January 5 - January 30, 2010
Stephen Wirtz Gallery presents Morphology, a new series of large-scale photographic works by Catherine Wagner.
In 2008 Catherine Wagner was invited by the California Academy of Sciences to be artist-in-residence, supported by the LEF
Foundation. This exhibition features selections from an on-going body of work that draws from the Academy’s collections
of specimens. For the works exhibited at Stephen Wirtz Gallery, Wagner spent most of her time in the Botany and
Entomology departments. She began with the question of what the natural world looked like 400 million years ago,
exploring the first seed-bearing plants that became huge forests. She also drew inspiration from Albertus Seba, the famous
18th Century collector of curiosities.
Wagner has photographed hundreds of plant and insect species whose relatives existed during the Devonian Age and has
reconstructed them into a new form. In these works, they have been decontextualized as specimens and recontextualized as
formal, calligraphic gestures that are interrelated and form a new visual language that references our connection to the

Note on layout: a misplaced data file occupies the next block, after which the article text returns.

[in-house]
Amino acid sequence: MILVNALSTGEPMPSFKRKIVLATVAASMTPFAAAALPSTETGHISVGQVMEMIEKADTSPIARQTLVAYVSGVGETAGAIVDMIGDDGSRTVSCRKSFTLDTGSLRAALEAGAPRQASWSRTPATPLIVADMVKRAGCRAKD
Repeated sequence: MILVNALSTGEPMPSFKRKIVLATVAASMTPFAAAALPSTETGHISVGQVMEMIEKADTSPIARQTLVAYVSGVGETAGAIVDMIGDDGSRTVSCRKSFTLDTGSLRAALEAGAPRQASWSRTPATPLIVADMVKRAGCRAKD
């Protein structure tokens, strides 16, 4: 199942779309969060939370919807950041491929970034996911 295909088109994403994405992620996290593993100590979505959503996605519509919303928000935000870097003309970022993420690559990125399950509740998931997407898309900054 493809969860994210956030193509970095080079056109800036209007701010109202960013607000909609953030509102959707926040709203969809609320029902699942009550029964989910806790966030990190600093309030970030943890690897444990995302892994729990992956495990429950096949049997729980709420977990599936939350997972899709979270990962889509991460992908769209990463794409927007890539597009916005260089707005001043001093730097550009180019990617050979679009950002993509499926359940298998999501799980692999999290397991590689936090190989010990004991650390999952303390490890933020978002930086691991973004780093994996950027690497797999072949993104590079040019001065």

landscape. She draws inspiration from the lyrical “chalk board” paintings of Cy Twombly, as well as Bay Area wind patterns
and ideas of mapmaking.
Together, these photographs resemble the visual patterns of writing systems, drawing from the idea that writing is a form of
representing abstract concepts. Wagner has always been interested in how knowledge is acquired and transmitted. Here she
seeks to explore notions of communication through a fabricated linguistic form. These works attempt to communicate
through gesture and shared experience the natural world.
The specimens in these works are grouped according to their genus but visually transcend their taxonomies. As in the
collections of Seba, who indulged in fanciful arrangements of his specimens, these works are non-scientific constructions.
The series as a whole comprises a modern day Wunderkammer, or cabinet of curiosities.
Wagner is also included in the SFMOMA exhibitions 75 Years of Looking Forward: The Anniversary Show (December 19,
2009 – January 16, 2011) and TheView From Here (January 16 – June 27, 2010), as well as the Real and HyperReal
exhibition at the San Jose Museum of Art (Jan. 30 – August 2010). Wagner was named one of Time magazine’s Fine Arts Innovators of the Year for 2001. Her work is represented in numerous
public collections including the Museum of Modern Art, New York; the Whitney Museum of American Art, New York; the
Museum of Contemporary Art, Los Angeles; the Los Angeles County Museum of Art; among others. Monographs include
Cross Sections (2002), Art & Science: Investigating Matter (1996), Home and Other Stories (1993), and American